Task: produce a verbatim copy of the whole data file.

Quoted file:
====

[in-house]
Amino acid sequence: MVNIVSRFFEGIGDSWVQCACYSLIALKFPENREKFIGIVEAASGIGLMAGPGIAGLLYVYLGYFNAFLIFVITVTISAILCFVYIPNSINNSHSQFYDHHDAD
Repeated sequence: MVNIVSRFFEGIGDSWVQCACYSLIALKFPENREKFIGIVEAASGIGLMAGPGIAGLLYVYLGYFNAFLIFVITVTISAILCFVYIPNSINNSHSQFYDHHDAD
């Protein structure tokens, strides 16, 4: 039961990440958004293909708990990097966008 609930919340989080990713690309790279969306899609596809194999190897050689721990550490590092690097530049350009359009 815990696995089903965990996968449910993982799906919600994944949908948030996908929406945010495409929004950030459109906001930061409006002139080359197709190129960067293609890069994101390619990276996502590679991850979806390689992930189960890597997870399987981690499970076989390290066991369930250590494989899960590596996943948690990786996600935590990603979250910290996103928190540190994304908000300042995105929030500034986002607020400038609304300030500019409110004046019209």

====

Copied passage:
[in-house]
Amino acid sequence: MVNIVSRFFEGIGDSWVQCACYSLIALKFPENREKFIGIVEAASGIGLMAGPGIAGLLYVYLGYFNAFLIFVITVTISAILCFVYIPNSINNSHSQFYDHHDAD
Repeated sequence: MVNIVSRFFEGIGDSWVQCACYSLIALKFPENREKFIGIVEAASGIGLMAGPGIAGLLYVYLGYFNAFLIFVITVTISAILCFVYIPNSINNSHSQFYDHHDAD
């Protein structure tokens, strides 16, 4: 039961990440958004293909708990990097966008 609930919340989080990713690309790279969306899609596809194999190897050689721990550490590092690097530049350009359009 815990696995089903965990996968449910993982799906919600994944949908948030996908929406945010495409929004950030459109906001930061409006002139080359197709190129960067293609890069994101390619990276996502590679991850979806390689992930189960890597997870399987981690499970076989390290066991369930250590494989899960590596996943948690990786996600935590990603979250910290996103928190540190994304908000300042995105929030500034986002607020400038609304300030500019409110004046019209």